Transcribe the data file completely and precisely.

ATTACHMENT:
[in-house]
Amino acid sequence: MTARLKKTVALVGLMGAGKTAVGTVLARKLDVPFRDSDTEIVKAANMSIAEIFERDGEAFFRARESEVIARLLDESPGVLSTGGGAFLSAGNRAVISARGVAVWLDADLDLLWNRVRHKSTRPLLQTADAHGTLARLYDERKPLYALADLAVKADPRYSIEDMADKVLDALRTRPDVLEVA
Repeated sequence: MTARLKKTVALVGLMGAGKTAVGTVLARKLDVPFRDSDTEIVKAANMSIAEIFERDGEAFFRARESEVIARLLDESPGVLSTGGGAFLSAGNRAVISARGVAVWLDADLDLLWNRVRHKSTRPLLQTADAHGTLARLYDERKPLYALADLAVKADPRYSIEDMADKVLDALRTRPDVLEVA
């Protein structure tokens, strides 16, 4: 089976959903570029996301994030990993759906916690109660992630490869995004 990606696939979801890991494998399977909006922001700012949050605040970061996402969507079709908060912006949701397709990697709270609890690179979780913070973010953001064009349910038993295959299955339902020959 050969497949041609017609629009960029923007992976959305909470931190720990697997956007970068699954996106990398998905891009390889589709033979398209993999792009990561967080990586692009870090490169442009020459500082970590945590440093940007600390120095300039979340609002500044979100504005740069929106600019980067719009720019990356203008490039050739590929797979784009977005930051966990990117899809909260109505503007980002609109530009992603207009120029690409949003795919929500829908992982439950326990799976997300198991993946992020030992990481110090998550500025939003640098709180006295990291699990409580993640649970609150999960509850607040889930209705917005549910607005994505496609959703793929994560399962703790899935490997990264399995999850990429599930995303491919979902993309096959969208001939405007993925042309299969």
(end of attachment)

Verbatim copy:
[in-house]
Amino acid sequence: MTARLKKTVALVGLMGAGKTAVGTVLARKLDVPFRDSDTEIVKAANMSIAEIFERDGEAFFRARESEVIARLLDESPGVLSTGGGAFLSAGNRAVISARGVAVWLDADLDLLWNRVRHKSTRPLLQTADAHGTLARLYDERKPLYALADLAVKADPRYSIEDMADKVLDALRTRPDVLEVA
Repeated sequence: MTARLKKTVALVGLMGAGKTAVGTVLARKLDVPFRDSDTEIVKAANMSIAEIFERDGEAFFRARESEVIARLLDESPGVLSTGGGAFLSAGNRAVISARGVAVWLDADLDLLWNRVRHKSTRPLLQTADAHGTLARLYDERKPLYALADLAVKADPRYSIEDMADKVLDALRTRPDVLEVA
């Protein structure tokens, strides 16, 4: 089976959903570029996301994030990993759906916690109660992630490869995004 990606696939979801890991494998399977909006922001700012949050605040970061996402969507079709908060912006949701397709990697709270609890690179979780913070973010953001064009349910038993295959299955339902020959 050969497949041609017609629009960029923007992976959305909470931190720990697997956007970068699954996106990398998905891009390889589709033979398209993999792009990561967080990586692009870090490169442009020459500082970590945590440093940007600390120095300039979340609002500044979100504005740069929106600019980067719009720019990356203008490039050739590929797979784009977005930051966990990117899809909260109505503007980002609109530009992603207009120029690409949003795919929500829908992982439950326990799976997300198991993946992020030992990481110090998550500025939003640098709180006295990291699990409580993640649970609150999960509850607040889930209705917005549910607005994505496609959703793929994560399962703790899935490997990264399995999850990429599930995303491919979902993309096959969208001939405007993925042309299969």